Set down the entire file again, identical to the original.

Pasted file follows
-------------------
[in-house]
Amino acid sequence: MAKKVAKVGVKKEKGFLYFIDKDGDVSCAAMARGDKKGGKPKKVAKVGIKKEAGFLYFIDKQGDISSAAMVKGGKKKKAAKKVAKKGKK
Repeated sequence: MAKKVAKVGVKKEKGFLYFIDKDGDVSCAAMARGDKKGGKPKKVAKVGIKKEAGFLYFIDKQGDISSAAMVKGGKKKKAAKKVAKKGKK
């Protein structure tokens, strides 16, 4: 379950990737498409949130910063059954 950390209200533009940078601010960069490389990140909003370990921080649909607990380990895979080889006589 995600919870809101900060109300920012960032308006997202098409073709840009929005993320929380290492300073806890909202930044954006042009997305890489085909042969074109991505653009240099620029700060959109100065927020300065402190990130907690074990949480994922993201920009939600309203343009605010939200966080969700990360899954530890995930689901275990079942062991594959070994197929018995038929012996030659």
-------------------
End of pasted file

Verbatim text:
[in-house]
Amino acid sequence: MAKKVAKVGVKKEKGFLYFIDKDGDVSCAAMARGDKKGGKPKKVAKVGIKKEAGFLYFIDKQGDISSAAMVKGGKKKKAAKKVAKKGKK
Repeated sequence: MAKKVAKVGVKKEKGFLYFIDKDGDVSCAAMARGDKKGGKPKKVAKVGIKKEAGFLYFIDKQGDISSAAMVKGGKKKKAAKKVAKKGKK
């Protein structure tokens, strides 16, 4: 379950990737498409949130910063059954 950390209200533009940078601010960069490389990140909003370990921080649909607990380990895979080889006589 995600919870809101900060109300920012960032308006997202098409073709840009929005993320929380290492300073806890909202930044954006042009997305890489085909042969074109991505653009240099620029700060959109100065927020300065402190990130907690074990949480994922993201920009939600309203343009605010939200966080969700990360899954530890995930689901275990079942062991594959070994197929018995038929012996030659």